In all the readings we’ve done, almost never have we been stopped in our tracks.  Each card seems to make sense; each card tells us something important.    We’ve clawed our way deeper into understanding, using the multiple images on the cards and Casey’s expertise, to find whatever is meaningful for us.  We leave the readings with more and better ideas. 

However, did I say that there’s NO fortune telling involved?  Last week, when my character had her reading,  a man showed up, and showed up, and showed up again.  He could not be ignored, but who the heck was he?  By the time the reading was finished, I saw, without a doubt, that this time the cards really had taken my character in a whole new and better direction.  Was the idea there all along?  Had I simply ignored it until the cards reminded me?

Does it matter?


5 Comment count
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The best tarot cards I've ever seen...

had Wizard of Oz characters. I can't remember what each symbol meant, but it was great to see.
What a great idea for a group! Sometimes I feel stuck and I don't want a writing group/workshop, rather an idea group. All of us feel stuck and it's a great idea to get unstuck.

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The Magic's in the Card Readers

Oh, what a terrible picture of me! But what a great explanation, Emilie, of our tarot readings for character. It is, as you mentioned, always an interesting and eye-opening experience. And (not incidentally), I do writers' workshops on reading for plot, character, etc. If anyone's interested, drop me an email at casey@caseydaniels.com

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I have those cards!

Jennifer and the esteemed Casey,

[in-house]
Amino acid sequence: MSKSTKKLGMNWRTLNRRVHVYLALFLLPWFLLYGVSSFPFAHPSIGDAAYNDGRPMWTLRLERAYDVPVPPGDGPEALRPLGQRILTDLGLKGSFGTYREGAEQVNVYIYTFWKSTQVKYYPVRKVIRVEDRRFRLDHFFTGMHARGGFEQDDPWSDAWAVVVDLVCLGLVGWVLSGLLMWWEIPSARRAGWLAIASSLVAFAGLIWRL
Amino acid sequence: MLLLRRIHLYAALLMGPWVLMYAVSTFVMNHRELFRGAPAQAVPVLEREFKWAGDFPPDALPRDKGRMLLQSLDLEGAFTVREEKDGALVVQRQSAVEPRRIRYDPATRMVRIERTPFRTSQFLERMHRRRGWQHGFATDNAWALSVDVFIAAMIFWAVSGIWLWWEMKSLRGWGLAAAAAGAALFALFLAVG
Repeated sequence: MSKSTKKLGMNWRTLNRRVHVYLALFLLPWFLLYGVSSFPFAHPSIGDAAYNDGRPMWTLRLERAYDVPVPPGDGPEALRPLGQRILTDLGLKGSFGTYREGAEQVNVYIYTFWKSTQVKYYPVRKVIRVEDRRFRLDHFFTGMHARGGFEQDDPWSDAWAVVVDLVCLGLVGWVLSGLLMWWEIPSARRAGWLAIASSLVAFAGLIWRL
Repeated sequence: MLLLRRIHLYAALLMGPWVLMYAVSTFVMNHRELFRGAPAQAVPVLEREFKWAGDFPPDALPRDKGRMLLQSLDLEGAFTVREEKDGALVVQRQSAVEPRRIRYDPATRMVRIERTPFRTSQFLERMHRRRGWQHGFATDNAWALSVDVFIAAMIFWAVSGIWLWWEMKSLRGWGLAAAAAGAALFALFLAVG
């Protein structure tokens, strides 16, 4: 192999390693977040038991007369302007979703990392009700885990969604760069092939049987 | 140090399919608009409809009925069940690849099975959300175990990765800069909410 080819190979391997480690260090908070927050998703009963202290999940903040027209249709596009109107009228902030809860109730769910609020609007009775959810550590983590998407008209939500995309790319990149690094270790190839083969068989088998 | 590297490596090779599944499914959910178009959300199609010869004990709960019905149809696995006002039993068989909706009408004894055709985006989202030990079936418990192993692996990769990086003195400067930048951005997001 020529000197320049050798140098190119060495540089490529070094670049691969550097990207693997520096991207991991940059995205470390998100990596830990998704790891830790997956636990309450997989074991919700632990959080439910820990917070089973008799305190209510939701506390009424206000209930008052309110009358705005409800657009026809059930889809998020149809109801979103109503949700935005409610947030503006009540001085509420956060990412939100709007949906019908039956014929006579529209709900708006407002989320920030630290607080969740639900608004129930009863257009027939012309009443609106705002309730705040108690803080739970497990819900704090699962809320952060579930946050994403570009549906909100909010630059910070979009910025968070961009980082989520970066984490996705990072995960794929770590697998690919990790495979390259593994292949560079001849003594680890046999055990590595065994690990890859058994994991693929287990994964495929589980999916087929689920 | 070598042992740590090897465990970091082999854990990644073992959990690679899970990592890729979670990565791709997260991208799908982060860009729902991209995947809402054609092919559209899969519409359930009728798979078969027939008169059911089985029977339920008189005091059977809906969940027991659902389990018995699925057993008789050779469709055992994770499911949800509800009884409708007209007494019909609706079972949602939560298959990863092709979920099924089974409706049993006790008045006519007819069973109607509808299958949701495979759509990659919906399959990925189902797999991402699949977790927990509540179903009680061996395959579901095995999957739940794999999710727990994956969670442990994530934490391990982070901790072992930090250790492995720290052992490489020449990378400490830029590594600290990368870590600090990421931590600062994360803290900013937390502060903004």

First Jennifer, I have that deck. I'm looking forward to learning them. I spent so much time in Oz as a child, I think they'll come naturally.

And Casey, I highly recommend your workshops! And your collection of cards, too. Casey has great decks. (And she is much more fetching in real life, too, I agree.)


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Emilie's Tarot Comments

I am in the writers' group that is blessed to have Casey Daniels and Emilie Richards in it. At first wary of doing a Tarot reading for one of my characters, within five minutes I was asking, "Are we taping this?" And we were.
The Tarot reading regarding a character's motivation, downfall, greatest strength, etc., were absolutely invaluable when I returned home and delved deeper into the story, always asking, "What's really going on here? What's Goldy's real motivation? How can she use her strengths to solve this crime?"
I wholeheartedly give the highest possible recommendation to Casey Daniels and her Tarot readings. One way she explained it was, "It's very Jungian." And that, too, helped me understand the way the symbols work.
Before I started writing, I did publicity for a church conference center. One of our week-long conferences was "Jung and Christianity." Part of my compensation was that I was allowed to attend the conference, and at various points, we were given symbols and asked to say what they meant to us. The most startling revelation of the week was that I didn't read those symbols; they read me.
It is the same with Casey Daniels' Tarot readings. They offer symbols that help you go deeply into yourself and your characters. What a gift this is.
Diane Mott Davidson

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Tarot and Jung


Great point about the Jungian nature of the cards.  We pull what we need, and sometimes surprises, too.  Anyway, thanks for emphasizing what a great tool this can be. 

When my husband was in seminary--a very different and innovative one in Berkeley, California--I attended a presentation on using Tarot cards in counseling.  Of course they would do much the same work in that environment, serving as a great shortcut to the unconscious.  I don't know if any of the participants who went on to the ministry ever used this with parishioners, I know my husband never has, but I clearly remember the session.  At the time I thought this was just more Berkeley madness (this was the early seventies, after all) but now I actually understand what she was saying.